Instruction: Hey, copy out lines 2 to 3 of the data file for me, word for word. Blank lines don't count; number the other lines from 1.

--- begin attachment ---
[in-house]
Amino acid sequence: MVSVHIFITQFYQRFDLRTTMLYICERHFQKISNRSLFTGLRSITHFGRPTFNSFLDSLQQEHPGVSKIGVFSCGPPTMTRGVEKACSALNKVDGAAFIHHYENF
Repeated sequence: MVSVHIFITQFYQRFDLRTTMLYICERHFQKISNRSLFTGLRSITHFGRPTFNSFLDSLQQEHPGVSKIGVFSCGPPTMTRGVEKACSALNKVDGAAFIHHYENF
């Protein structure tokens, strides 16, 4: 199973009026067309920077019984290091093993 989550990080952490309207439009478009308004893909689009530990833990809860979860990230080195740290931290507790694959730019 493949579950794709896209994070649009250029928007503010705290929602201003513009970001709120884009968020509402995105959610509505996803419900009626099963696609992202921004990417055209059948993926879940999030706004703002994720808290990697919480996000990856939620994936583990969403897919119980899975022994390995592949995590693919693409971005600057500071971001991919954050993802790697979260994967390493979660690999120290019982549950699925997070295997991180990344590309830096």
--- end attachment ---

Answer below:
Amino acid sequence: MVSVHIFITQFYQRFDLRTTMLYICERHFQKISNRSLFTGLRSITHFGRPTFNSFLDSLQQEHPGVSKIGVFSCGPPTMTRGVEKACSALNKVDGAAFIHHYENF
Repeated sequence: MVSVHIFITQFYQRFDLRTTMLYICERHFQKISNRSLFTGLRSITHFGRPTFNSFLDSLQQEHPGVSKIGVFSCGPPTMTRGVEKACSALNKVDGAAFIHHYENF